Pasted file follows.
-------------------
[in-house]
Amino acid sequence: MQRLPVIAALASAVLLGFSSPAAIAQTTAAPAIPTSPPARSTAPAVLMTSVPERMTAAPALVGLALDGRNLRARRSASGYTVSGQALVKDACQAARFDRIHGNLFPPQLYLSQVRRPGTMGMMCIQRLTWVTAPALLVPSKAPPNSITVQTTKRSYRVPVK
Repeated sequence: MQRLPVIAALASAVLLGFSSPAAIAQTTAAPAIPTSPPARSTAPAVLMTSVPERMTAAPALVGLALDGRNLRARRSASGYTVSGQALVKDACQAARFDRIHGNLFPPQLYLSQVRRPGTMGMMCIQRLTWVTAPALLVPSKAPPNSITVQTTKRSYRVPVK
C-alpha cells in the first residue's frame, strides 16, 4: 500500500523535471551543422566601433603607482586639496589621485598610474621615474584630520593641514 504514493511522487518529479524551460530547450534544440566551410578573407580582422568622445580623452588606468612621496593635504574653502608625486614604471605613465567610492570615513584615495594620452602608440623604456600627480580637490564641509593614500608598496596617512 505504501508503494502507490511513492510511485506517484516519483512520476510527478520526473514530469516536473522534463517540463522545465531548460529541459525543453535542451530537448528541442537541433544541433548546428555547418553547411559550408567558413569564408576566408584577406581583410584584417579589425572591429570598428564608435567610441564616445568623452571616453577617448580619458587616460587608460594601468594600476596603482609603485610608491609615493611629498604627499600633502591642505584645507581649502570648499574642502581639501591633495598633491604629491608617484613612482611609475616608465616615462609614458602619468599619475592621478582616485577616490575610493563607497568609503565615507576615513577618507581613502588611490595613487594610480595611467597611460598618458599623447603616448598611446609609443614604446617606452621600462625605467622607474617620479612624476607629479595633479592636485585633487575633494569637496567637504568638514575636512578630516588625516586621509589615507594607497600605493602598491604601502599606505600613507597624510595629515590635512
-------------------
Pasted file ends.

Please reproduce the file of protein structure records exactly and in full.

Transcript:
[in-house]
Amino acid sequence: MQRLPVIAALASAVLLGFSSPAAIAQTTAAPAIPTSPPARSTAPAVLMTSVPERMTAAPALVGLALDGRNLRARRSASGYTVSGQALVKDACQAARFDRIHGNLFPPQLYLSQVRRPGTMGMMCIQRLTWVTAPALLVPSKAPPNSITVQTTKRSYRVPVK
Repeated sequence: MQRLPVIAALASAVLLGFSSPAAIAQTTAAPAIPTSPPARSTAPAVLMTSVPERMTAAPALVGLALDGRNLRARRSASGYTVSGQALVKDACQAARFDRIHGNLFPPQLYLSQVRRPGTMGMMCIQRLTWVTAPALLVPSKAPPNSITVQTTKRSYRVPVK
C-alpha cells in the first residue's frame, strides 16, 4: 500500500523535471551543422566601433603607482586639496589621485598610474621615474584630520593641514 504514493511522487518529479524551460530547450534544440566551410578573407580582422568622445580623452588606468612621496593635504574653502608625486614604471605613465567610492570615513584615495594620452602608440623604456600627480580637490564641509593614500608598496596617512 505504501508503494502507490511513492510511485506517484516519483512520476510527478520526473514530469516536473522534463517540463522545465531548460529541459525543453535542451530537448528541442537541433544541433548546428555547418553547411559550408567558413569564408576566408584577406581583410584584417579589425572591429570598428564608435567610441564616445568623452571616453577617448580619458587616460587608460594601468594600476596603482609603485610608491609615493611629498604627499600633502591642505584645507581649502570648499574642502581639501591633495598633491604629491608617484613612482611609475616608465616615462609614458602619468599619475592621478582616485577616490575610493563607497568609503565615507576615513577618507581613502588611490595613487594610480595611467597611460598618458599623447603616448598611446609609443614604446617606452621600462625605467622607474617620479612624476607629479595633479592636485585633487575633494569637496567637504568638514575636512578630516588625516586621509589615507594607497600605493602598491604601502599606505600613507597624510595629515590635512